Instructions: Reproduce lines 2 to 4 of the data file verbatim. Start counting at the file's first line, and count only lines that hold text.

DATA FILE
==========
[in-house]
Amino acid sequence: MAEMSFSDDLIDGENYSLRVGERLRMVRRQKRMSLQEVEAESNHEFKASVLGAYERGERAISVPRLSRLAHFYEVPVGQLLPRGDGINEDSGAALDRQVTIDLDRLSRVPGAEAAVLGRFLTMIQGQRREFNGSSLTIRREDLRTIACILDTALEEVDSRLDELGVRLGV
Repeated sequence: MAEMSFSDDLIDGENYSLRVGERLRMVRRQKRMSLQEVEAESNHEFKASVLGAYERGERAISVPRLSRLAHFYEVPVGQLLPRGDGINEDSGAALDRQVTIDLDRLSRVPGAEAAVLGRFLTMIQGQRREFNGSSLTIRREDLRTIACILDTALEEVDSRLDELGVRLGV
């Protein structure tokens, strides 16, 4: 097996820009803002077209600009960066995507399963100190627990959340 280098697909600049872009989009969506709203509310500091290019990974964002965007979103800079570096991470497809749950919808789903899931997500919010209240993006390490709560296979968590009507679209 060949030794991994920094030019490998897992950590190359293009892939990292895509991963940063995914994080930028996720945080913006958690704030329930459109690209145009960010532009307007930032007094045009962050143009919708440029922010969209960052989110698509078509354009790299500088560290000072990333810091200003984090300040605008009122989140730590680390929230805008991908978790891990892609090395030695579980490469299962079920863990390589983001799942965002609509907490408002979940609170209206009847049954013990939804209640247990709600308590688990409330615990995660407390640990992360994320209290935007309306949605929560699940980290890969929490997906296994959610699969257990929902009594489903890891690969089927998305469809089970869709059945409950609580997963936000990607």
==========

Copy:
Amino acid sequence: MAEMSFSDDLIDGENYSLRVGERLRMVRRQKRMSLQEVEAESNHEFKASVLGAYERGERAISVPRLSRLAHFYEVPVGQLLPRGDGINEDSGAALDRQVTIDLDRLSRVPGAEAAVLGRFLTMIQGQRREFNGSSLTIRREDLRTIACILDTALEEVDSRLDELGVRLGV
Repeated sequence: MAEMSFSDDLIDGENYSLRVGERLRMVRRQKRMSLQEVEAESNHEFKASVLGAYERGERAISVPRLSRLAHFYEVPVGQLLPRGDGINEDSGAALDRQVTIDLDRLSRVPGAEAAVLGRFLTMIQGQRREFNGSSLTIRREDLRTIACILDTALEEVDSRLDELGVRLGV
């Protein structure tokens, strides 16, 4: 097996820009803002077209600009960066995507399963100190627990959340 280098697909600049872009989009969506709203509310500091290019990974964002965007979103800079570096991470497809749950919808789903899931997500919010209240993006390490709560296979968590009507679209 060949030794991994920094030019490998897992950590190359293009892939990292895509991963940063995914994080930028996720945080913006958690704030329930459109690209145009960010532009307007930032007094045009962050143009919708440029922010969209960052989110698509078509354009790299500088560290000072990333810091200003984090300040605008009122989140730590680390929230805008991908978790891990892609090395030695579980490469299962079920863990390589983001799942965002609509907490408002979940609170209206009847049954013990939804209640247990709600308590688990409330615990995660407390640990992360994320209290935007309306949605929560699940980290890969929490997906296994959610699969257990929902009594489903890891690969089927998305469809089970869709059945409950609580997963936000990607």